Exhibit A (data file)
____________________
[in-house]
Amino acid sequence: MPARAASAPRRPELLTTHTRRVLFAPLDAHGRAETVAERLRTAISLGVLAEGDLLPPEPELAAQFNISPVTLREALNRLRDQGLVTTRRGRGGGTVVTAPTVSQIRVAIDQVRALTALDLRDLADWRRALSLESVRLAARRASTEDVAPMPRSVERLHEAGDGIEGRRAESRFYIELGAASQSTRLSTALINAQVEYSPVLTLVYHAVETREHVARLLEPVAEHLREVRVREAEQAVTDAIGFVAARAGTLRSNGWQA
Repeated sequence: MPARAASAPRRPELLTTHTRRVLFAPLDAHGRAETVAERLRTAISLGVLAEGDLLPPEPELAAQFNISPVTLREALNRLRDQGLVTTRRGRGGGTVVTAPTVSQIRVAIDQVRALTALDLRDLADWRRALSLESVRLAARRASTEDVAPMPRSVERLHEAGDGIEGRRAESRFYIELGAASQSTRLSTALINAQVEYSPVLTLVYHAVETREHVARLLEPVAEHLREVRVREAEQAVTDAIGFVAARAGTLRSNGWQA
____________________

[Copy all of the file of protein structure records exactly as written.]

[in-house]
Amino acid sequence: MPARAASAPRRPELLTTHTRRVLFAPLDAHGRAETVAERLRTAISLGVLAEGDLLPPEPELAAQFNISPVTLREALNRLRDQGLVTTRRGRGGGTVVTAPTVSQIRVAIDQVRALTALDLRDLADWRRALSLESVRLAARRASTEDVAPMPRSVERLHEAGDGIEGRRAESRFYIELGAASQSTRLSTALINAQVEYSPVLTLVYHAVETREHVARLLEPVAEHLREVRVREAEQAVTDAIGFVAARAGTLRSNGWQA
Repeated sequence: MPARAASAPRRPELLTTHTRRVLFAPLDAHGRAETVAERLRTAISLGVLAEGDLLPPEPELAAQFNISPVTLREALNRLRDQGLVTTRRGRGGGTVVTAPTVSQIRVAIDQVRALTALDLRDLADWRRALSLESVRLAARRASTEDVAPMPRSVERLHEAGDGIEGRRAESRFYIELGAASQSTRLSTALINAQVEYSPVLTLVYHAVETREHVARLLEPVAEHLREVRVREAEQAVTDAIGFVAARAGTLRSNGWQA